Similarly, Cree offers a specially designed heat sink (LMR020- HS00-0000-0000001) as an optional accessory to improve thermal performance of its LMR2 light modules for various applications. The optional heat sink attaches to the upper casting flange of the module (Figure 3), and for proper operation, the heat sink should be attached to the module with three M3x40 screws at 120°. Slots in the heat sink allow additional brackets, housings, and so forth to be incorporated into a luminaire design.
Figure 3: Cree provides an optional heat sink (top) that fits over its LMR2 LED module (bottom left) as shown in the drawing to allow designers to use the module in different lighting system designs (Courtesy of Cree).
The most recent development in cooling for lighting is the inclusion of a subsystem to force air over the light system to keep it cool. This can be done using a combination heat sink and fan like those offered by Sunon.
Sunon’s TA001-09012 LED Cooling Module (Figure 4) has overall dimensions of just 20.5 mm high by 59 mm in diameter. It combines a heat sink made of ADC12 with a 3800 rpm fan only 38 mm in diameter. The unit’s thermal resistance is 1.2°C/W. Most importantly for use in LED lighting, the fan consumes only 0.21 W in operation and it has an MTTF of 50,000 hours, meaning it should last as long as an LED is expected to.
Figure 4: Sunon’s TA001-09012 LED Cooling Module has overall dimensions of just 20.5 mm high by 59 mm in diameter, consumes little power, and can last as long as an LED (Courtesy of Sunon).
Another technology for active cooling that has been adopted by one major light bulb producer is SynJet from Nuventix. SynJet uses a flexible diaphragm that “breathes”: it draws air in slowly and then expels it rapidly over the fins of a heat sink to produce convection cooling. The SynJet Spot Light 60 W Cooler (Figure 5) was developed specifically for cooling LED downlight and spotlight modules and arrays. It provides up to 60 W of cooling and consumes a maximum of 800 mW when operating from a 5 V source. Further, it operates very quietly, with a maximum SSPL of 28 dBA at 100 percent duty cycle, and only 19 dBA in silent mode.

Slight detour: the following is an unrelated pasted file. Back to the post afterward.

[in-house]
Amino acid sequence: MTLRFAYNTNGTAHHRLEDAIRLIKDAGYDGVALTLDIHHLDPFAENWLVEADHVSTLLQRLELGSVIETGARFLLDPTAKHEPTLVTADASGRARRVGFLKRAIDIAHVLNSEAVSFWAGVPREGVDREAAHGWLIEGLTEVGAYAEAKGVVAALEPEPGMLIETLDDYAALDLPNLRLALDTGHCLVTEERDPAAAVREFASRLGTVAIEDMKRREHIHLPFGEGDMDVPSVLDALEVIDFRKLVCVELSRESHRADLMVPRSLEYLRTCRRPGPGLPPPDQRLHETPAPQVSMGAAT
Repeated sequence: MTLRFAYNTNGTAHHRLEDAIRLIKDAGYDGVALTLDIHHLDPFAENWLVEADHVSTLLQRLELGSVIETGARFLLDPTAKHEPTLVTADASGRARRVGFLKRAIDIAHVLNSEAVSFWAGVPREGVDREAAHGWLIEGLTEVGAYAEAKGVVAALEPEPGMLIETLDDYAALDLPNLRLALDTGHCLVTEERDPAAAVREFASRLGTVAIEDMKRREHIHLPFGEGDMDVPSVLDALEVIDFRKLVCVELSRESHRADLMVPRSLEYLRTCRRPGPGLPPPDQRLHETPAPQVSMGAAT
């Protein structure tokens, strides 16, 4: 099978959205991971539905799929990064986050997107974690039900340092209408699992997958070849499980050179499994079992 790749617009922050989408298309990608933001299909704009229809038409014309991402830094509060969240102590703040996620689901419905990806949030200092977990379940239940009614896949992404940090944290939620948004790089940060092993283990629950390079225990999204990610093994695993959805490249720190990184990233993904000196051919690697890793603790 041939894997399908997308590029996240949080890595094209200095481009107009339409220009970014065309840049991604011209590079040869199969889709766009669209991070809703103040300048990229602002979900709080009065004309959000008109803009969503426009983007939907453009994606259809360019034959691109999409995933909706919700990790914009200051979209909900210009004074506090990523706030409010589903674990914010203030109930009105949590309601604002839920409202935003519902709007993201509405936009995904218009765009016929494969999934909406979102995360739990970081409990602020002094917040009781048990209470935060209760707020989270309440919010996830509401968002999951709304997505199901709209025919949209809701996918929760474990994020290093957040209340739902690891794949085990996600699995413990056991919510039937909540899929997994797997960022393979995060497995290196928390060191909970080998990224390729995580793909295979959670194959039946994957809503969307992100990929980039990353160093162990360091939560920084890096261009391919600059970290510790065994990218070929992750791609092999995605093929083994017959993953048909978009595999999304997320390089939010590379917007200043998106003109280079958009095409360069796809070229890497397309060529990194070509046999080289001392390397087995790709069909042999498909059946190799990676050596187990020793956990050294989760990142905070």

Figure 5: Nuventix’ SynJet Spot Light 60 W Cooler provides active cooling for LED downlight and spotlight modules with very little noise (Courtesy of Nuventix).
Determining an adequate thermal solution to ventilate and cool an LED system is vital for every SSL application. Heat is emitted from the back of an LED and requires a passive or active cooling solution to properly dissipate the heat and ventilate the SSL fixture. Heat sinks solve thermal management problems for low-lumen LED lamps. It is when you get into the high lumen counts that a heat sink alone may not meet the challenge and active cooling may be required to dissipate the heat produced by the LED components.
In order to create a viable active cooling solution for high-brightness LEDs, the method of thermal management must be inherently low in energy consumption, flexible enough to fit into a small form and have an expected life matching that of the light source itself. This article has presented several cooling alternatives. To obtain more information on the products mentioned here, use the links provided to access product pages on the Hotenda website.